to a pre-trial lineup, his contention is without merit.
“An accused has no absolute or constitutional right to
a lineup.” United States v. Robertson, 606
F.2d 853, 857 (9th Cir. 1979). See Branch v.
Estelle, 631 F.2d 1229, 1234 (5th Cir. 1980) (“the
law is settled that a defendant has no Constitutional right
to a line-up”); Paris v. Rivard, 105 F.Supp.3d
701, 726 (E.D. Mich. 2015) (“[a]n accused has no
constitutional right to a pretrial lineup”). See
also, United States v. Hill, 967 F.2d 226, 233
(6th Cir. 1992) (the government was not required to conduct a
lineup prior to a witness' in-court identification).
extent petitioner contends that his in-court identification
violated a constitutional right, his contention fails.
“[D]ue process protects the accused against the
introduction of evidence of, or tainted by, unreliable
pretrial identifications obtained through unnecessarily
suggestive procedures.” Moore v. Illinois, 434
U.S. 220, 227 (1977). The Supreme Court has established a
two-step analysis for determining the admissibility of
identification evidence. “First, a defendant bears the
burden of proving the identification procedure was
impermissibly suggestive. Second, if the defendant proves
that the identification procedures were impermissibly
suggestive, the trial court must determine whether, under the
totality of the circumstances, the testimony was nevertheless
reliable.” Hill, 967 F.2d at 230. In Neil
v. Biggers, 409 U.S. 188 (1972), the Supreme Court set
forth five factors that must be considered when evaluating
the reliability of an identification procedure performed at a
(1) the witness's opportunity to view the criminal at the
time of the crime; (2) the witness's degree of attention
at the time of the crime; (3) the accuracy of the
witness's prior description of the defendant; (4) the
witness's level of certainty when identifying the suspect
at the confrontation; and (5) the length of time that has
elapsed between the crime and the confrontation.
Hill, 967 F.2d at 230, citing Biggers, 409
U.S. at 199-200. “All of the concerns that underlie the
Biggers analysis, including the degree of
suggestiveness, the chance of mistake, and the threat to due
process are no less applicable when the identification takes
place for the first time at trial.” Hill, 967
F.2d at 232. Here, the state appellate court addressed the
relevant considerations under Biggers and determined
that the identification was sufficiently reliable. See
Garrett, 2011 WL 15335 at *1-2.
Michigan Court of Appeals' decision was neither contrary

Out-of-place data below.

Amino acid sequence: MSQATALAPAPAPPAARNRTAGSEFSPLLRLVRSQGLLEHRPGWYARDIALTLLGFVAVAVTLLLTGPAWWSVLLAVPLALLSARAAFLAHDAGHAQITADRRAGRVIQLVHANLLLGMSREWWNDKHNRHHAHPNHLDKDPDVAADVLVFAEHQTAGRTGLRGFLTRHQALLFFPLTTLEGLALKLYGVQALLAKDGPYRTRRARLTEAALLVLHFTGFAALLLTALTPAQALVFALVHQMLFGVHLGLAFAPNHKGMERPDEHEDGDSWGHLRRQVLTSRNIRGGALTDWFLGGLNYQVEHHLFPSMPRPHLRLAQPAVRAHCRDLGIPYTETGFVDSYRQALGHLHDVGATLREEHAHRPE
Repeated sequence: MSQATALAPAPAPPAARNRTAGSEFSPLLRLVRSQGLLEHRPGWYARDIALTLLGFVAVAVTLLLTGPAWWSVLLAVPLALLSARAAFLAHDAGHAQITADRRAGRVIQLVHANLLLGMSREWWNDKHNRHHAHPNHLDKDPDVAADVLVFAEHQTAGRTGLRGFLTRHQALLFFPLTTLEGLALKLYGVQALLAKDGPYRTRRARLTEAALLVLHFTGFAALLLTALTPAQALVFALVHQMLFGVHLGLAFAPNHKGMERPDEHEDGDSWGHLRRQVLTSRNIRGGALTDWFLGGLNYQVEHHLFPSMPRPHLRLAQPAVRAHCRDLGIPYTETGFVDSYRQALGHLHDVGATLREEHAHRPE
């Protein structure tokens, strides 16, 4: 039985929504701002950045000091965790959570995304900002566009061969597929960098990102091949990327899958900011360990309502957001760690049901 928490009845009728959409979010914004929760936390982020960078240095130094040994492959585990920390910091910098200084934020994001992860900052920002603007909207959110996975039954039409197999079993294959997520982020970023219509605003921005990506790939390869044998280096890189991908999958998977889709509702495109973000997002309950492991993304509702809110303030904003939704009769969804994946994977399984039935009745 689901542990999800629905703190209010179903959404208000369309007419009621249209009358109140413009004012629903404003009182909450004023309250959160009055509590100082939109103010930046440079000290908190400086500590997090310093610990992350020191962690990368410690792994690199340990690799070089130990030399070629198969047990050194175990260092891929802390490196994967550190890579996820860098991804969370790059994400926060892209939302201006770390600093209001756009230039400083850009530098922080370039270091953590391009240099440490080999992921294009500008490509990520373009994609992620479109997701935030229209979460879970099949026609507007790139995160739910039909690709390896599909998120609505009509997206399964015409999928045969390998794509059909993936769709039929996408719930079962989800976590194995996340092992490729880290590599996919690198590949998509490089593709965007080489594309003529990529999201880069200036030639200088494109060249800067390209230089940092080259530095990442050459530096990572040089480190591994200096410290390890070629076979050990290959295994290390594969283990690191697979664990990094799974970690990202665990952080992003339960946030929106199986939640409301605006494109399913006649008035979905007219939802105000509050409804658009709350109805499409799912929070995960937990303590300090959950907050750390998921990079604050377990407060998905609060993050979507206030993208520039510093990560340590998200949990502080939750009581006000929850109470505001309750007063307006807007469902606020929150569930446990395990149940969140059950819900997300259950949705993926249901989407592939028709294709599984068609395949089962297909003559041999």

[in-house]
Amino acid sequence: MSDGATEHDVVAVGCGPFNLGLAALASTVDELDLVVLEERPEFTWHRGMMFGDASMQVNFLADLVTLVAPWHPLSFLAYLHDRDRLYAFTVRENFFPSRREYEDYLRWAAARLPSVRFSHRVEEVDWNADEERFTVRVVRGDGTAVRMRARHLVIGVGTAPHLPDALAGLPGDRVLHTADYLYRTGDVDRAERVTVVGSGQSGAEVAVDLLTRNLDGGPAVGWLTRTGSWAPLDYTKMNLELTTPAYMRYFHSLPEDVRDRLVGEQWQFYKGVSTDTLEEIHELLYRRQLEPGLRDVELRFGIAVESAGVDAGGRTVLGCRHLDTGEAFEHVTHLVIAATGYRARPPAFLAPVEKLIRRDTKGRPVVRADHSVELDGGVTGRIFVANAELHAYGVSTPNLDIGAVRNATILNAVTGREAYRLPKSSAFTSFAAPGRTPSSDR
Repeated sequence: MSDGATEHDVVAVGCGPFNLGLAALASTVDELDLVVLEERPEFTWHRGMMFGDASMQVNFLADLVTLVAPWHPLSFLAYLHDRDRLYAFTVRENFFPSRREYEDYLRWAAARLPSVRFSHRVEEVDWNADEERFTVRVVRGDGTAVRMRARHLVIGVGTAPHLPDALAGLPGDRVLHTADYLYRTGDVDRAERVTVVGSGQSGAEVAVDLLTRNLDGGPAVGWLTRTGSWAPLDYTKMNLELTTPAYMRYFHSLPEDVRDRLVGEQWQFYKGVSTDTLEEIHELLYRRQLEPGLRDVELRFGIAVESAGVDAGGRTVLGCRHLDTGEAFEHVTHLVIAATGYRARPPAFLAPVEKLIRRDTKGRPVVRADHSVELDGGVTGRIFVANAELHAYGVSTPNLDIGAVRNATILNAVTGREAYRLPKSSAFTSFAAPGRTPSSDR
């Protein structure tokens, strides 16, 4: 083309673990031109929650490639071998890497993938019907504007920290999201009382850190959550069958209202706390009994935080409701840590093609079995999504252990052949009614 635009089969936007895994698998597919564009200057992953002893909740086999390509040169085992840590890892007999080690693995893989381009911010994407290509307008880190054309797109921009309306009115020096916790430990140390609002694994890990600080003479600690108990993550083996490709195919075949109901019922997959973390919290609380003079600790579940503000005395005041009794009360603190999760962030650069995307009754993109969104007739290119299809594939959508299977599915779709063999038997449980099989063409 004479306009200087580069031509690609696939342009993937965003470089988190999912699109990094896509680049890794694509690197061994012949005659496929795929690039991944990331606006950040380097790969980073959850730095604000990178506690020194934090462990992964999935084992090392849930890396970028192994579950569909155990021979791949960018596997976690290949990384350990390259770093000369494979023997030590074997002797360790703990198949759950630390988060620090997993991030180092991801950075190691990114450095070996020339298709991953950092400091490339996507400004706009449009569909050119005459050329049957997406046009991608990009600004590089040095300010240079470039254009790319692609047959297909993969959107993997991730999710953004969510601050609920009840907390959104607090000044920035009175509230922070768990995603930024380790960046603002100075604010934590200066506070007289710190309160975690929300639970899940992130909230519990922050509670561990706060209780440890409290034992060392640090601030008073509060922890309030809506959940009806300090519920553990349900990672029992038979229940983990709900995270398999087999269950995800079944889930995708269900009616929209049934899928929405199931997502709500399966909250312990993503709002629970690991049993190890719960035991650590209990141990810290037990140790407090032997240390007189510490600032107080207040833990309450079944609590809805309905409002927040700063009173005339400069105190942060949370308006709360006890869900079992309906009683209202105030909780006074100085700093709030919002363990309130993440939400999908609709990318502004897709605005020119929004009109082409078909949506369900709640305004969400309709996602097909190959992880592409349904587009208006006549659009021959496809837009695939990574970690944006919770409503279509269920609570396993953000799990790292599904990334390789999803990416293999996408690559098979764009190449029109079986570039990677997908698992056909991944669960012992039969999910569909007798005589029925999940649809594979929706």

to, nor an unreasonable application of, clearly established
Federal law as determined by the Supreme Court; nor was the
decision based on an unreasonable determination of the facts
in light of the evidence presented. 28 U.S.C. § 2254
(d). Accordingly, petitioner is not entitled to relief on
Invalid waiver of jury trial (Issue II)
petitioner contends that his jury waiver was invalid because
it was not knowingly or voluntarily made. The Michigan Court
of Appeals denied this claim:
A trial court's determination that a defendant validly
waived his right to a jury trial is reviewed for clear error.
People v. Leonard, 224 Mich.App 569, 595; 569 N.W.2d
663 (1997). “The adequacy of jury trial waiver is a
mixed question of fact and law.” People v.
Cook, 285 Mich.App 420, 422; 776 N.W.2d 164 (2009). In
order for a waiver of the constitutional right to a jury
trial to be valid, it must be both knowingly and voluntarily
made. Id. MCR 6.402(B) sets forth the procedure for
securing a proper jury trial waiver:
Before accepting a waiver, the court must advise the
defendant in open court of the constitutional right to trial
by jury. The court must also ascertain, by addressing
defendant personally, that the defendant understands the
right and that the defendant voluntarily chooses to give up
that right and to be tried by the court. A verbatim record
must be made of the waiver proceeding.
“By complying with the requirements of MCR 6.402(B), a
trial court ensures that a defendant's waiver is knowing
and voluntary.” Cook, 285 Mich.App at 422.
The record shows that defendant's jury waiver complied
with MCR 6.402(B). Further, the colloquy between defendant
and the trial court clearly indicates that defendant
understood his right to jury trial and voluntarily waived
that right. Defendant does not argue that he was not informed
of his right to a jury trial, but rather complains that the
trial court failed to explain various aspects of that right,
such as that he could participate in jury selection, that a
jury is composed of 12 members of the community, that a jury
verdict must be unanimous, or how various evidentiary rules
might apply at a jury trial. However, a court is not required
to provide such advice. See Leonard, 224 Mich.App at
595-596; People v. James (After Remand), 192
Mich.App 568, 570-571; 481 N.W.2d 715 (1992). Further, the
trial court ascertained that defendant understood what it
meant to have a trial by jury by ...